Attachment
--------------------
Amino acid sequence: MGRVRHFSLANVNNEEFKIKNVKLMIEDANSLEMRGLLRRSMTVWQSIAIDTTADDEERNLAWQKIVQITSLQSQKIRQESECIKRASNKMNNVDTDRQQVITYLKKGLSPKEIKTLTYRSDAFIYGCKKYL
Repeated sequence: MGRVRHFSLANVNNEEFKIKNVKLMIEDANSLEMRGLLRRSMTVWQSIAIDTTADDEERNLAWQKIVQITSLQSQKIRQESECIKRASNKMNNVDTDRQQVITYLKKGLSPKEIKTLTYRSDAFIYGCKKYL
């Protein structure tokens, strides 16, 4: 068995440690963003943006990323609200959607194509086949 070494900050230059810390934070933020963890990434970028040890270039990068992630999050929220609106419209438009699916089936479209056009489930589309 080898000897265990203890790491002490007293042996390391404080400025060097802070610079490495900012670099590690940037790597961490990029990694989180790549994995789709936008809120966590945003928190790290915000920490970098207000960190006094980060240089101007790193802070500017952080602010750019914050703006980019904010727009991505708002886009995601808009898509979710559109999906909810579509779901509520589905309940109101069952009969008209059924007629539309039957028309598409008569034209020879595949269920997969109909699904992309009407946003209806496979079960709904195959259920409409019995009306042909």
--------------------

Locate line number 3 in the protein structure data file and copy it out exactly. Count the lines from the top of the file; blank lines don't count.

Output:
């Protein structure tokens, strides 16, 4: 068995440690963003943006990323609200959607194509086949 070494900050230059810390934070933020963890990434970028040890270039990068992630999050929220609106419209438009699916089936479209056009489930589309 080898000897265990203890790491002490007293042996390391404080400025060097802070610079490495900012670099590690940037790597961490990029990694989180790549994995789709936008809120966590945003928190790290915000920490970098207000960190006094980060240089101007790193802070500017952080602010750019914050703006980019904010727009991505708002886009995601808009898509979710559109999906909810579509779901509520589905309940109101069952009969008209059924007629539309039957028309598409008569034209020879595949269920997969109909699904992309009407946003209806496979079960709904195959259920409409019995009306042909």